This life. This life is something I never pictured for myself. My life dream was to finish college and go on to be a high school teacher. I saw myself married by now, I saw myself financially stable (ha!), I saw everything basically opposite of what it is. I don’t have that job, I’m financially drowning, I’m not married, I’m not “perfect”…and I love it. Because what I am is happy.  So here are my unexpected blessings due to my disease. 

    1. Being able to say that I am blessed because of my disease. Not many people are able to look at it like that. Hell, I didn’t look at it like that for a long time. So this in itself is a blessing.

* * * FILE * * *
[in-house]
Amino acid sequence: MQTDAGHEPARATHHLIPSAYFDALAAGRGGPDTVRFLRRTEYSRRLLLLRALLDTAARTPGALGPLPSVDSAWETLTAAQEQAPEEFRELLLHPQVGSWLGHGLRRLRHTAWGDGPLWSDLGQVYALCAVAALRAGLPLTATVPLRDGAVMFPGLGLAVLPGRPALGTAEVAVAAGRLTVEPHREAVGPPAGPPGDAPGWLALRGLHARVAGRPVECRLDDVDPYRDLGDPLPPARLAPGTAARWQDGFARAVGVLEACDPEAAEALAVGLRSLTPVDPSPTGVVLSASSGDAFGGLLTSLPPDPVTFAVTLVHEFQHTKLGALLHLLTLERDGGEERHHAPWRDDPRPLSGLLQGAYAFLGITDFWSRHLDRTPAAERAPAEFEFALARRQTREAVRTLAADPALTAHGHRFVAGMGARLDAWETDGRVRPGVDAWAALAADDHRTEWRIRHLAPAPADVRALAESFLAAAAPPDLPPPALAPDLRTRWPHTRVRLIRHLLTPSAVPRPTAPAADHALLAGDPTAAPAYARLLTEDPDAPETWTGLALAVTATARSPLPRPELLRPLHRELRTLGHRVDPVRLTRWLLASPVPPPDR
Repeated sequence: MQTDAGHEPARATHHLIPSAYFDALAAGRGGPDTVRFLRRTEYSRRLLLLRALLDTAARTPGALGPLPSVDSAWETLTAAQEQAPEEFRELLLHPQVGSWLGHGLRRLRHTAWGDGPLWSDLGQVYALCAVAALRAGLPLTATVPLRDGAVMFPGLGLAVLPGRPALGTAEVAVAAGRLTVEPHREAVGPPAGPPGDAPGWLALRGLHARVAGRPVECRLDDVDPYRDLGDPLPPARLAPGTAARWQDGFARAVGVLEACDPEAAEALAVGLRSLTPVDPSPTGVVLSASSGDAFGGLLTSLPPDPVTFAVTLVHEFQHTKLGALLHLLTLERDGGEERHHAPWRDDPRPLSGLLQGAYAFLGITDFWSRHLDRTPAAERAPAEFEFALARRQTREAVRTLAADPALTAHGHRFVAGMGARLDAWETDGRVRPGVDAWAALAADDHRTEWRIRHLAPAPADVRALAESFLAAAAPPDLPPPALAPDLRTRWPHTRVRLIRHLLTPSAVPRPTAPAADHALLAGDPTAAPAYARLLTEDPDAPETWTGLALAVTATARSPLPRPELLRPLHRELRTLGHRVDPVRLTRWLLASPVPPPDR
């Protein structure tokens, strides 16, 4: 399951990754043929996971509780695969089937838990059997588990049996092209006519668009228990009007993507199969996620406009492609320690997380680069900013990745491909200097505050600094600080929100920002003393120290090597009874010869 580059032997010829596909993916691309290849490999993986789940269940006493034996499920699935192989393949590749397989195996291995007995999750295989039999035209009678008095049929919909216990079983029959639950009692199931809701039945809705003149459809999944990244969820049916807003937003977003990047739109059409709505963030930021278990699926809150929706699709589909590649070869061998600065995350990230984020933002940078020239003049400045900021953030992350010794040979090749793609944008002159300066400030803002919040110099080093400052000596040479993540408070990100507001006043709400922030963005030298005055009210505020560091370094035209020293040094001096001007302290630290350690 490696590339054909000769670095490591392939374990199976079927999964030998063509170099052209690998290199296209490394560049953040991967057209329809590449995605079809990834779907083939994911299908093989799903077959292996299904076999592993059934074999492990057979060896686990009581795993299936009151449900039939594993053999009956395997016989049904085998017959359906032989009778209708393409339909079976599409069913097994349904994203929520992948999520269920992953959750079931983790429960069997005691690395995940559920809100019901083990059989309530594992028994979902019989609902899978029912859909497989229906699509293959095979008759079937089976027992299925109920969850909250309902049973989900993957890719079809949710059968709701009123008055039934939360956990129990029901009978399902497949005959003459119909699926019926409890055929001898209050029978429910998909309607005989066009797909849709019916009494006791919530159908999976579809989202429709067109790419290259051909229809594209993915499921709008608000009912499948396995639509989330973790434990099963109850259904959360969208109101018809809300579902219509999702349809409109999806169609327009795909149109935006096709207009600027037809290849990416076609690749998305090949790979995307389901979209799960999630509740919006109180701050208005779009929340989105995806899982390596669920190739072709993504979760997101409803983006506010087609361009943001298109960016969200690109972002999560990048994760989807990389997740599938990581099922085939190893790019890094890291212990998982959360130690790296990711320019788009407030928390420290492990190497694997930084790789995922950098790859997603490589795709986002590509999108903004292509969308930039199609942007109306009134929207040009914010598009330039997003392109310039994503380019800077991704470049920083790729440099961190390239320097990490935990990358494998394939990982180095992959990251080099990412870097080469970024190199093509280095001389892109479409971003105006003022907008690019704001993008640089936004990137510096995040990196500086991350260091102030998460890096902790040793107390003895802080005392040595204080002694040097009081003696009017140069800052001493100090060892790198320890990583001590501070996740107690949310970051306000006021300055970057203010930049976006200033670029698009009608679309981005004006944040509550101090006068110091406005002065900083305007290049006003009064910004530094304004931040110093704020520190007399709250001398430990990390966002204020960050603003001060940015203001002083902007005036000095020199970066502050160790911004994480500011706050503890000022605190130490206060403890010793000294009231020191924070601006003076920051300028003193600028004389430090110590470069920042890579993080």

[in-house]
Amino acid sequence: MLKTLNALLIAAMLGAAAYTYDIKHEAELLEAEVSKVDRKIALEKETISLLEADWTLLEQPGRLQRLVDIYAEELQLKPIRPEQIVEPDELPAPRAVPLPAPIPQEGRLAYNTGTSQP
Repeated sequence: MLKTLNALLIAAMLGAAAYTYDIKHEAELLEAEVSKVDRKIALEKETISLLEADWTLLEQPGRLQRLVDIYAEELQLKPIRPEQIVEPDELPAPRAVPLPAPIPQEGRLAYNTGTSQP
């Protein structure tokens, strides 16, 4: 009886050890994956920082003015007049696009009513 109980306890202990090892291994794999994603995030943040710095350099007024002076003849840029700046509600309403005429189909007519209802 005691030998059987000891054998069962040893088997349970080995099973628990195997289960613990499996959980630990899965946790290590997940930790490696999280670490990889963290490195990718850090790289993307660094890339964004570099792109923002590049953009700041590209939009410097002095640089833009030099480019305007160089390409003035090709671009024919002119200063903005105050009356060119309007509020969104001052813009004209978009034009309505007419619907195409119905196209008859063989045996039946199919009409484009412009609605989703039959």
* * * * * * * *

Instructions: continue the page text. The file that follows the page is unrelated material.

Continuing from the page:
2. If I had never gotten sick I wouldn’t have the job I have today.  I found my job 2 months after being discharged from the 6 months I was in the hospital.  I said this before but I was underweight, weak, had very thin thin hair because most of it had fallen out, and just didn’t look good. I saw an ad on craigslist for a salon that was looking for someone to work their front desk and I randomly applied. Why not?, I thought. Applying for that job was one of the best things I have done. I work in an outstanding salon and 4 years later I am trained to do hair, nails, makeup, and some other random things. The energy in that place is second to none and you can’t help but be inspired.  Then there are my friends. This morning I woke up to another one of my very close work friends who shared my blogs facebook page with others. Jessi was one of the first people to donate about 4 years ago when I did the CCFA walk because she had a friend who had Crohn’s. I never have forgotten that, and since then she has become a great friend of mine. I already told you about Nadia, and then there is Sarah. Those are just my closest people but I can pretty much call almost everyone there (we have around 60 employees) a friend. My boss is a woman I look up to in so many ways. I don’t think i’ve met anyone like her. She’s beyond beautiful and has this balance where you know she is a powerful leader but you also know you can count on her as a friend, a coach, and everything. If there is a go-getter in this world it’s her. In fact, you have to be careful about telling her your plans because if they slip out she will put them into action whether you are ready for not! I love that. She has done so much for me in ways I don’t think she even realizes and I am thankful for that. I want to be a beautiful blonde powerful leader who also has a heart of gold just like her. Can you guys tell I am blessed to have my job?!